Significantly, the suspect is in his last year of undergraduate degree, and is due to take his computer examinations on 17 – 18 January; this is the last mandatory course required for his degree completion. If the Court ruled for the fourth period of detention of 12 days, the suspect’s rights to freedom and education would be undermined, causing damage to his education despite the fact that Jatupat is only an accused.

Jatupat further stated that his status remained that of an accused. Based on the presumption of innocence, in accordance to the Universal Declaration of Human Rights (UDHR), which Thailand had  signed, and the International Covenant on Civil and Political Rights (ICCPR), which Thailand has ratified, and that the Court had not found him guilty, Jatupat remains innocent. Thus, the Thai judiciary must respect its international obligations accordingly. 

At the end of the hearing, the Court granted the police request to detain Jatupat for another 12 days, due to the ongoing police investigation and in view of the fact that the case is related to national security. The Court, however, emphasized that the police must complete the investigation soon.

As a result, Jatupat will not be able to attend his examinations on 17 – 18 January. His lawyers and family then submitted another appeal for bail, making this the fourth application, with increased bail money of 500,000 Baht (approx. 14,150 USD). The petition states that the alleged offender had not violated the bail conditions set by the court. He had continued to publish his opinions, and had not deleted the alleged post in view that he had the right to freedom of opinion. Regardless, the Court still refused the bail,  ruling that, “There is no reason to change the order of the Court of Appeal, Region IV. Motion dismissed.”

3. The Court conducted the hearing for detention and read the Supreme Court’s verdict behind closed doors

When Jatupat was summoned to the courtroom to hear the Supreme Court’s verdict and for a hearing of his fourth custody term, a sign reading “Secret Hearing” was placed in front of the room to prevent trial observers from entering the room. His lawyers then submitted a motion against the conduct of secret trial, citing the Criminal Procedure Code that the trial must be open to public. Furthermore, the hearing only concerned the issue of pre-trial detention, and whether to extend custody, not the case itself, which concerns matters of national security and the Thai monarchy. However, the Court proceeded behind closed doors in accordance with Article 177.

In the view of TLHR, the suspect’s legal rights have not been respected. 

In the case of the Khon Kaen Provincial Court refusing provisional release with reference to the ruling of the Court of Appeal, Region IV, Jatupat was denied the right to complete his last course of his bachelor’s degree, even though Jatupat and his lawyers indicated reasons and necessities, incorporating legal and human rights principles. Thai Lawyers for Human Rights recognizes that provisional release is subject to the Court’s discretion, acting in accordance with the law. However, provisional release is, based on legal principles, to be granted unless there are reasonable grounds to order otherwise.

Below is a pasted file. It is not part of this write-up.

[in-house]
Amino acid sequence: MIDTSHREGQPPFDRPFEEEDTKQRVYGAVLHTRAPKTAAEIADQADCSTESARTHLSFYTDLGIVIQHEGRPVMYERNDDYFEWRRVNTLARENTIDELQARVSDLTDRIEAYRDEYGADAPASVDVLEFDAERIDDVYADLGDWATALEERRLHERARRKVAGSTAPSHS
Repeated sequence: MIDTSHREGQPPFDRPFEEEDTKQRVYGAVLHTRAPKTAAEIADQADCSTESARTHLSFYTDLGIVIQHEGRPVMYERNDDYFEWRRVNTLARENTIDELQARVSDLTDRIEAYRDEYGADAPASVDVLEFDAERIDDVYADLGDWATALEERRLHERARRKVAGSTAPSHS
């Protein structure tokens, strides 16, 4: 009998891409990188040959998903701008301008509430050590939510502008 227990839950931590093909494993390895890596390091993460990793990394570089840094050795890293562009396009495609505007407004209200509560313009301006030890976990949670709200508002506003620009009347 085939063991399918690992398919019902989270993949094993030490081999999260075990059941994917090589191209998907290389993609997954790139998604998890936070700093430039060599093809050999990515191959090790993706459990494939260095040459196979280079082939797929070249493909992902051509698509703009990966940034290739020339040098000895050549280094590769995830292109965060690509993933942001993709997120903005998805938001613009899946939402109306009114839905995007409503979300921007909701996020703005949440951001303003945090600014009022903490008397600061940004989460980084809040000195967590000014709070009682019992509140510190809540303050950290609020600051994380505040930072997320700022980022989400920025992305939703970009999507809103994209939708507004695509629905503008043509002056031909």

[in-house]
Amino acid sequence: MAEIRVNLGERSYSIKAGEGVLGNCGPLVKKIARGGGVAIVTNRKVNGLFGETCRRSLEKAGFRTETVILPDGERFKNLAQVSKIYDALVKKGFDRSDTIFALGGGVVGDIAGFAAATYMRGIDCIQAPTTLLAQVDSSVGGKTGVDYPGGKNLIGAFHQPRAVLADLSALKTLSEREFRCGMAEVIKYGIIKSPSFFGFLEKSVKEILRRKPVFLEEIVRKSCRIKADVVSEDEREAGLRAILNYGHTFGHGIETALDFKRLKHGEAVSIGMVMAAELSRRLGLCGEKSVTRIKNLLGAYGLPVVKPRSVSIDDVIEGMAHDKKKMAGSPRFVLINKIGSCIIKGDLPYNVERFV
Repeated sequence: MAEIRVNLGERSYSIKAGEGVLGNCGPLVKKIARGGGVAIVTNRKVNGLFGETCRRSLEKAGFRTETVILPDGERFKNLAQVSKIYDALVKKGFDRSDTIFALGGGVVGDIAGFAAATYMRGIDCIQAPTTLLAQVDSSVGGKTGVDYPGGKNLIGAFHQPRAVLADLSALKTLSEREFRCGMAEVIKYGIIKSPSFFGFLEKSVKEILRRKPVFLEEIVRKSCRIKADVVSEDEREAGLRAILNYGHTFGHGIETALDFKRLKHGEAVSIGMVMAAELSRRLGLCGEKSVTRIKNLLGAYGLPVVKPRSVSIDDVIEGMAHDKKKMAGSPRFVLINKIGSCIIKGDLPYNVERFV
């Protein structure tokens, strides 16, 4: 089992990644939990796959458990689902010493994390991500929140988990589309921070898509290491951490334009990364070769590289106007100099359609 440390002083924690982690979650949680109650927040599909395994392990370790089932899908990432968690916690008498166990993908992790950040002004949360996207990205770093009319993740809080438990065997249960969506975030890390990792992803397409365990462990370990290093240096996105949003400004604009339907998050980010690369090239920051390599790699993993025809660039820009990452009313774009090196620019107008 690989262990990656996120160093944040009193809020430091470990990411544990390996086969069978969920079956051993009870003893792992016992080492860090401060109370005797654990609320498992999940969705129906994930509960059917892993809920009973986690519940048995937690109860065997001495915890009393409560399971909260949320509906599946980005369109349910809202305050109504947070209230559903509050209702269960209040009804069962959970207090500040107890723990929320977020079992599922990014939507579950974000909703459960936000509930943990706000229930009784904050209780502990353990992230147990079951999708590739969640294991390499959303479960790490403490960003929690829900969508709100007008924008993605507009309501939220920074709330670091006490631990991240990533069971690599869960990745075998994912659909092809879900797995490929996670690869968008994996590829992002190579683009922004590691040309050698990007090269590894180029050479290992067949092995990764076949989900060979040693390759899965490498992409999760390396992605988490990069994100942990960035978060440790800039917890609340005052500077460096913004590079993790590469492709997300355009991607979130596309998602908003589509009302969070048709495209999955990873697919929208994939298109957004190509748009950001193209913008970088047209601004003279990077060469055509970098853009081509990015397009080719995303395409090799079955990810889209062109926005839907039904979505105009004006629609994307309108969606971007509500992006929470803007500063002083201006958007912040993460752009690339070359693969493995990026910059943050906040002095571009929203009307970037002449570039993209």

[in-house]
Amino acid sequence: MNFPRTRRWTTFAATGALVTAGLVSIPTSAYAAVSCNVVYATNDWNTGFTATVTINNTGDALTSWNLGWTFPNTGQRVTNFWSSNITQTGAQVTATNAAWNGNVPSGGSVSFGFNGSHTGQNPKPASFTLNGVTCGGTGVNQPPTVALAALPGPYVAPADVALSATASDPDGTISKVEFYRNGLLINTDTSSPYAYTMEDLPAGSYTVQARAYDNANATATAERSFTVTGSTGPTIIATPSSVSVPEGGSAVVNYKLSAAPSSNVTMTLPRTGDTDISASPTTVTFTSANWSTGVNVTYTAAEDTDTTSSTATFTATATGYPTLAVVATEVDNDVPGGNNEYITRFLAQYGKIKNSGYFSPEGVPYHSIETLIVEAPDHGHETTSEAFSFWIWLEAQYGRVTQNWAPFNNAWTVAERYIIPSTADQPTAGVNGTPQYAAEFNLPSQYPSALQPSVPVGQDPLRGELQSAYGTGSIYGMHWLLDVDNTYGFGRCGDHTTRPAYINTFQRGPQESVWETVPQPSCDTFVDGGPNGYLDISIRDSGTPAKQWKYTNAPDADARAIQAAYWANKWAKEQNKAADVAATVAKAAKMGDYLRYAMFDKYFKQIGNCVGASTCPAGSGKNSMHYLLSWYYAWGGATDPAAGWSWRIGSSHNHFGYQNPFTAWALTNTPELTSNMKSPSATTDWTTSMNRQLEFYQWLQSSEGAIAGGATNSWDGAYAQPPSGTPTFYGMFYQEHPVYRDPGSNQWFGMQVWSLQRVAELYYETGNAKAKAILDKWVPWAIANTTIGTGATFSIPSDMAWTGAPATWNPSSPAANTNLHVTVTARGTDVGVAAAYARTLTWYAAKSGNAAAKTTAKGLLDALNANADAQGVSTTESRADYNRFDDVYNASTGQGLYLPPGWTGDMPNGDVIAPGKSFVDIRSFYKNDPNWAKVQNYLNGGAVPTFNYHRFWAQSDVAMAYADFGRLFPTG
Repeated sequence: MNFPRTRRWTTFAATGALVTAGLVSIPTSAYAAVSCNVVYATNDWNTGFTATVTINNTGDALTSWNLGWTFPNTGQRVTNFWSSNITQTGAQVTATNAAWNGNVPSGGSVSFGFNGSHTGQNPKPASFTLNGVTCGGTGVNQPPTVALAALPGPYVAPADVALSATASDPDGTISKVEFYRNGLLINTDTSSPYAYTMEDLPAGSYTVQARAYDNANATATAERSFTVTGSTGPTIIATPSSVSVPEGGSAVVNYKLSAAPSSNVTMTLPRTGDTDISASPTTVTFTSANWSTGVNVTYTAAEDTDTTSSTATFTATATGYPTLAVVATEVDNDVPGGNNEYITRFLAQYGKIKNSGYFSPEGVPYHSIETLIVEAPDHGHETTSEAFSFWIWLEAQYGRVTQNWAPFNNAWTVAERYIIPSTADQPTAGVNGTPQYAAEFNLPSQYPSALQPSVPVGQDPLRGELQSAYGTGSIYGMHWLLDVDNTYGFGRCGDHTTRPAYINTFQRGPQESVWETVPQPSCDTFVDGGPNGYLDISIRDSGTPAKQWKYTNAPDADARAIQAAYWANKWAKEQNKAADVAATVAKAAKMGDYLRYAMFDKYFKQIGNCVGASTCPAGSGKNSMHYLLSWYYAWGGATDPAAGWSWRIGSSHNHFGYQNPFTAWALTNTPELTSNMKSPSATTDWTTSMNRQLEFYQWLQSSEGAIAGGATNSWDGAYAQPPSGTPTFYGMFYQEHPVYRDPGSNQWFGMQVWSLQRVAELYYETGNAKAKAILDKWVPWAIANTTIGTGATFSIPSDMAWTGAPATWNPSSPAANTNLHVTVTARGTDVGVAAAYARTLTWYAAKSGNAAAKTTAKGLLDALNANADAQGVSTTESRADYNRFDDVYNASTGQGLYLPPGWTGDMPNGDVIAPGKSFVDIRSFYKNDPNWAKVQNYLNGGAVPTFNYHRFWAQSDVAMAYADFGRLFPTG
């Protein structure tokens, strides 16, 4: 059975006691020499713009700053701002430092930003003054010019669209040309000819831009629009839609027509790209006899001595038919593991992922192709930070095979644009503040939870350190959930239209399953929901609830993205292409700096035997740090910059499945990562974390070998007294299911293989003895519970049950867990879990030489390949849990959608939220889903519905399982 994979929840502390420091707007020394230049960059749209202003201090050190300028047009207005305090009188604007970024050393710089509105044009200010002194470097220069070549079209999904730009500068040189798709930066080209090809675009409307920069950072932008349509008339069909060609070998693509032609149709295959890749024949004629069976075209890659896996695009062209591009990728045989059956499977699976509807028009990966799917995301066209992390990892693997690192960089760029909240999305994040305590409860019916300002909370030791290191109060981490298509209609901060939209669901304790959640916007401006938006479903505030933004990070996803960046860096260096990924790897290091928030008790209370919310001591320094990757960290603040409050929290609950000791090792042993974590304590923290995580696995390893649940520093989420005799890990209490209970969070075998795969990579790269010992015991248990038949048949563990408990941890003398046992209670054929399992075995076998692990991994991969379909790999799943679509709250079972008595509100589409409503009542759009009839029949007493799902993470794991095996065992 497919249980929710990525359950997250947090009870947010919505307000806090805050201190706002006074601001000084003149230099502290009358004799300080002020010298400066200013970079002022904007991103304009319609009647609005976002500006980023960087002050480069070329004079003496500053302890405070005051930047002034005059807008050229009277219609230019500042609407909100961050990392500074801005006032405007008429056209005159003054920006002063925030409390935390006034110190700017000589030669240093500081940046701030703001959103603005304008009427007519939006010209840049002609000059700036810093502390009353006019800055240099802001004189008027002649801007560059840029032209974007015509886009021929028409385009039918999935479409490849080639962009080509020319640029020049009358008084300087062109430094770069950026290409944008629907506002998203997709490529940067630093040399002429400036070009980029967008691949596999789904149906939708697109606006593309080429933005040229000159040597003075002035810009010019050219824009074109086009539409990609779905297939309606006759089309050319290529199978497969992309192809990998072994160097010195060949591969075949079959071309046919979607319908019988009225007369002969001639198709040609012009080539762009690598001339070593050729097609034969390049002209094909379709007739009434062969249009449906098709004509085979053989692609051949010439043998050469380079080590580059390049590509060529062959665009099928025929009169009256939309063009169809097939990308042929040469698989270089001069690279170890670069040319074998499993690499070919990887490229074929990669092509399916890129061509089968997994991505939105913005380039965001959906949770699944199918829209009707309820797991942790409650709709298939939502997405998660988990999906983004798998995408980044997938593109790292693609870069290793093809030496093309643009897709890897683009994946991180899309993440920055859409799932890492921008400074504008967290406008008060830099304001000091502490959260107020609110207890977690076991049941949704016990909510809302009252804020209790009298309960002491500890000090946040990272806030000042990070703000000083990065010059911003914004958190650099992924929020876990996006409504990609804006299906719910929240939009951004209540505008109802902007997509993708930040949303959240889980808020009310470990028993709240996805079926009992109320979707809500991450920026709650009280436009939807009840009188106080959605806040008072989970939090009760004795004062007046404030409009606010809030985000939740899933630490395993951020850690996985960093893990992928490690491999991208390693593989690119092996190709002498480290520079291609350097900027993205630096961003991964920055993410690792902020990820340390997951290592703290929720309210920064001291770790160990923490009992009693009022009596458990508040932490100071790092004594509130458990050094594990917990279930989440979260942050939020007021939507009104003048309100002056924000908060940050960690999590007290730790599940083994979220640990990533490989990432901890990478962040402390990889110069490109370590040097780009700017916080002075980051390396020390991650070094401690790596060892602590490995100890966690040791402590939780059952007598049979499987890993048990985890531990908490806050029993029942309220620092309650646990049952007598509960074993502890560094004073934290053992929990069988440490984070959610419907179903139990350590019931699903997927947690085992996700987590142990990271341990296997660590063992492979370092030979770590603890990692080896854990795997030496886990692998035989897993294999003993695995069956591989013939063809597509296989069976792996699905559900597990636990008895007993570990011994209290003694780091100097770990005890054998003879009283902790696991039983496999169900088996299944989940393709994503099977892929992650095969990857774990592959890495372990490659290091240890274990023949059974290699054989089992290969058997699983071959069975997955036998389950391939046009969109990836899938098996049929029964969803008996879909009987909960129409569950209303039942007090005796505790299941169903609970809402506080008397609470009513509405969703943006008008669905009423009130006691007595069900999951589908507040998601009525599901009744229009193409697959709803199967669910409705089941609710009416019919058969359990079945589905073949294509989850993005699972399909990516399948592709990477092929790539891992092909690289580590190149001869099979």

Although the Court of Appeal had ruled against the release, the Khon Kaen Provincial Court is well within its discretion to order the alleged offender temporarily released. The Court is in this respect not bound to the Appeal Court’s ruling and is independent to deliver its decision per Article 119 bis of the Criminal Code, which states that, “If the Appeal Court issues the order confirming the order of not granting provisional release of the Court of First Instance, such order of the Appeal Court shall be final. But, it shall not rebar the right to submit a new application for provisional release.” If the Court stands with the previous decision without exercising its discretion, despite the laws, the alleged offender’s rights affirmed by the law no longer have any effect in practice.

Additional Information

  • According to Article 177 of the Criminal Code, the Court may, of its own motion or on the application of either party, issue an order that the trial be held behind closed doors, provided that it is in interest of public order or good morals, or in order to prevent secrets concerning the security of the State from being disclosed to the public.
  • According to Article 119 of the Criminal Code, in the event that provisional release has not been granted by the Court, the applicant has rights to file an appeal motion against such an order as follows:
    – If it is the order of the Court of First Instance, the applicant shall appeal to the Appeal Court;
    – If it is the order of the Appeal Court, the applicant shall appeal to the Supreme Court.
         The Court of First Instance accepting the appeal motion shall forthwith send up the aforesaid motion together with the files or copy of files as far as necessary to the Appeal Court or Supreme Court, as the case may be, for the Court’s consideration and to issue the order immediately.
    If the Appeal Court issues the order confirming the order of not granting provisional release of the Court of First Instance, such order of the Appeal Court shall be final. But, it shall not rebar the right to submit a new application for provisional release.